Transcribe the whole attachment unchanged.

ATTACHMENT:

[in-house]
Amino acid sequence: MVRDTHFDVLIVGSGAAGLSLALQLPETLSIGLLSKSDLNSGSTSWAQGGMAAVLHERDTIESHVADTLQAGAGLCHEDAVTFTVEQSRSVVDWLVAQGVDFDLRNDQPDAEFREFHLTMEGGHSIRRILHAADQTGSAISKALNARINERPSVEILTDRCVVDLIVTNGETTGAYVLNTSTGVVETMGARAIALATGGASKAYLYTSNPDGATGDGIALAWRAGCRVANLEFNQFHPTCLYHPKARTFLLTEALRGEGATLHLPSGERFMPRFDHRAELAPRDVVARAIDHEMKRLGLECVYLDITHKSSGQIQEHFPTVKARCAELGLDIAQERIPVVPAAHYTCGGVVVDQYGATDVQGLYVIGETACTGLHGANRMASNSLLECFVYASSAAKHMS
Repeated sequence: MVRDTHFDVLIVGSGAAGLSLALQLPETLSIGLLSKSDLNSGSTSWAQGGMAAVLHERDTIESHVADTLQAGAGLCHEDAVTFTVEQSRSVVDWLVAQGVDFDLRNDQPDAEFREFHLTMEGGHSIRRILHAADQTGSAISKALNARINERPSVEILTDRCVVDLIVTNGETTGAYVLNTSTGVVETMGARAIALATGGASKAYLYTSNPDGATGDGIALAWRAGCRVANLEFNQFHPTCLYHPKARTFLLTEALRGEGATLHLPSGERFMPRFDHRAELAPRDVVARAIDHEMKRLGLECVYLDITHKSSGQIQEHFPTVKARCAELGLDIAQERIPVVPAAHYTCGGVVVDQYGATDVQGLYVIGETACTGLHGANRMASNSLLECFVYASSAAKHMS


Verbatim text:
[in-house]
Amino acid sequence: MVRDTHFDVLIVGSGAAGLSLALQLPETLSIGLLSKSDLNSGSTSWAQGGMAAVLHERDTIESHVADTLQAGAGLCHEDAVTFTVEQSRSVVDWLVAQGVDFDLRNDQPDAEFREFHLTMEGGHSIRRILHAADQTGSAISKALNARINERPSVEILTDRCVVDLIVTNGETTGAYVLNTSTGVVETMGARAIALATGGASKAYLYTSNPDGATGDGIALAWRAGCRVANLEFNQFHPTCLYHPKARTFLLTEALRGEGATLHLPSGERFMPRFDHRAELAPRDVVARAIDHEMKRLGLECVYLDITHKSSGQIQEHFPTVKARCAELGLDIAQERIPVVPAAHYTCGGVVVDQYGATDVQGLYVIGETACTGLHGANRMASNSLLECFVYASSAAKHMS
Repeated sequence: MVRDTHFDVLIVGSGAAGLSLALQLPETLSIGLLSKSDLNSGSTSWAQGGMAAVLHERDTIESHVADTLQAGAGLCHEDAVTFTVEQSRSVVDWLVAQGVDFDLRNDQPDAEFREFHLTMEGGHSIRRILHAADQTGSAISKALNARINERPSVEILTDRCVVDLIVTNGETTGAYVLNTSTGVVETMGARAIALATGGASKAYLYTSNPDGATGDGIALAWRAGCRVANLEFNQFHPTCLYHPKARTFLLTEALRGEGATLHLPSGERFMPRFDHRAELAPRDVVARAIDHEMKRLGLECVYLDITHKSSGQIQEHFPTVKARCAELGLDIAQERIPVVPAAHYTCGGVVVDQYGATDVQGLYVIGETACTGLHGANRMASNSLLECFVYASSAAKHMS